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24 March 2011, 06:00
A Thames Valley authority's has been rated one of the worst in the country for the way it hands out benefits.
On a scale from zero to three stars the Audit Commission inspection team gave the service a ‘poor’, zero-star rating. This is because some customers wait too long for changes to their benefits to be decided, and for any complaints and appeals to be considered. Those who telephone the council about benefits can wait a long time before they speak to an advisor. The service is not delivering value for money - its costs are high and performance is poor in key areas.
Tim Savill, Audit Commission Benefit Policy Lead, said:
"Successfully claiming benefits is an essential safety net for many people, especially during the current economic downturn. Oxford City Council has much to do to improve the benefits service for local people. It recognises this and has begun to tackle the problems. It is committed to providing a better customer service and plans to complete an extensive review soon, in order to make the service more cost-effective and efficient."
* Customer satisfaction with the service is high and increasing (although this is based on a small sample).
* The service has carried out good work with vulnerable groups in the city.
* The service tackles fraud effectively.
* Contacting the service by telephone is difficult and high levels of calls are abandoned.
* Complaints, appeals, requests for reviews and changes of circumstances all take too long to process.
* The level of accuracy is poor.
* Not enough is being done to ensure efforts to promote the take-up of benefits are effective.
* Too little is being done to reduce the level of overpayment debt outstanding and this is increasing each year.
To help the service improve, inspectors made a number of recommendations. These include:
* Improve the speed and accuracy of the service provided.
* Make it easier to access the service, and ensure it meets the needs of all of its customers.
* Take action to improve value for money.
Oxford City Council told Heeart they don't accept it's a fair assessment of the service. In a statement they said:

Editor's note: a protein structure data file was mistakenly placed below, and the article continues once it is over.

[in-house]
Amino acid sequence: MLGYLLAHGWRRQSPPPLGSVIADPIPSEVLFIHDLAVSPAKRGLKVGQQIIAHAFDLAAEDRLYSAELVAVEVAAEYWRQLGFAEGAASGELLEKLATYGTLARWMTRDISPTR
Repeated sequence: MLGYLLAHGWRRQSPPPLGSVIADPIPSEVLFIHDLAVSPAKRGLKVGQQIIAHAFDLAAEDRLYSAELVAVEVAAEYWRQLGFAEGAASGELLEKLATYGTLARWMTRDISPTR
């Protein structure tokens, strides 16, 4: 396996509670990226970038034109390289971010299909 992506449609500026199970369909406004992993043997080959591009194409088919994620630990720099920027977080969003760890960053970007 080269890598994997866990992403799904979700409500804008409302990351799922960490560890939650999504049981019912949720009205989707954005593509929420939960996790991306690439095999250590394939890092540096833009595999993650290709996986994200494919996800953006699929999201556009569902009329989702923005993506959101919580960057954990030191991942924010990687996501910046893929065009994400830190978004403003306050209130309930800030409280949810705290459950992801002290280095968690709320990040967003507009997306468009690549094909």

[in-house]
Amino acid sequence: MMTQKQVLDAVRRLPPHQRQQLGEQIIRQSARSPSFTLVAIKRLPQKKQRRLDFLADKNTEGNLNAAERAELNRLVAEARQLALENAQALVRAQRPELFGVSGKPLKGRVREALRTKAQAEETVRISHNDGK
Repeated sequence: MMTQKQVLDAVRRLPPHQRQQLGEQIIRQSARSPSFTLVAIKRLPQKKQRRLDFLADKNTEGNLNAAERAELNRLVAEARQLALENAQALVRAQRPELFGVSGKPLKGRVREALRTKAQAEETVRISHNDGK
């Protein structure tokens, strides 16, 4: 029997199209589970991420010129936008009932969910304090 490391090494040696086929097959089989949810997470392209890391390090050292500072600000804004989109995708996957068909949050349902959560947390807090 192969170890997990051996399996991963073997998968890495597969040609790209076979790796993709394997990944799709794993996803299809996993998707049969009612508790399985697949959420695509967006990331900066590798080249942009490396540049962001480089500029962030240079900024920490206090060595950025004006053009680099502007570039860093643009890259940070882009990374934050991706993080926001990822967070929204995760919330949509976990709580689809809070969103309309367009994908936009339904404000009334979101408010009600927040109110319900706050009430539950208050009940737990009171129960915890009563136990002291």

"Over the last 12 months a lot of work has been done to improve the service. We are now amongst the best authorities nationally for our speed of processing Housing Benefit Claims. This year, we are embarking on a review of the way the Service is delivered to achieve further efficiencies and to reduce our costs."
Paul Wilding, Benefits Manager at Oxford City Council, says:
“We have introduced a new performance management system to get the best performance from staff and we have developed our quality assurance system to improve the accuracy of benefits processing. They stated that our accuracy rates are in the bottom 25 per cent of local authorities. However, there is no basis for making this comparison as each authority measures its accuracy in different ways”.
The report criticised the Council because its waiting times on the phone are sometimes too long.
“Customer service is one of the Council’s priorities, and we are making significant investment to improve the experience for our customers. In the Summer we will open a new face-to-face customer service centre in St Aldate’s and a single contact centre, both of which will be able to deal with a wide range of Council service enquiries at the first point of contact. This will lead to shorter waiting times for all types of enquiry and a more accessible and improved service.”
Councillor Val Smith, Board Member for Customer Services, says:
“There were numerous changes that the Audit Commission had to make to their report about the Council which invalidates the process and their overall findings. The Audit Commission claimed that we would not improve which is wholly wrong as we have proven already that we have substantially improved our service to our residents. New claims are now being dealt with in less than nine days and amendments to claims are being made in under seven days. 95 per cent of our customers are satisfied with our service and we want to improve that figure. This is a testament to the dedicated work of our officers to improve the service. The improvement in the service has been remarkable and sustained in the last year. A fair assessment would say that the Benefits Service is improving but still faces challenges in the coming year.”
Oxford City Council’s benefits service pays out around £70 million in benefits each year to over 10,300 people claiming council tax benefit and over 11,000 people claiming housing benefits.
The service is run in-house as part of Customer Services within the City Services directorate, with 49.6 full-time equivalent staff. The cost of running the service in 2009/10 was £2.9 million, of which £1.2 million is funded by the Department for Work and Pensions and the balance is met by the council.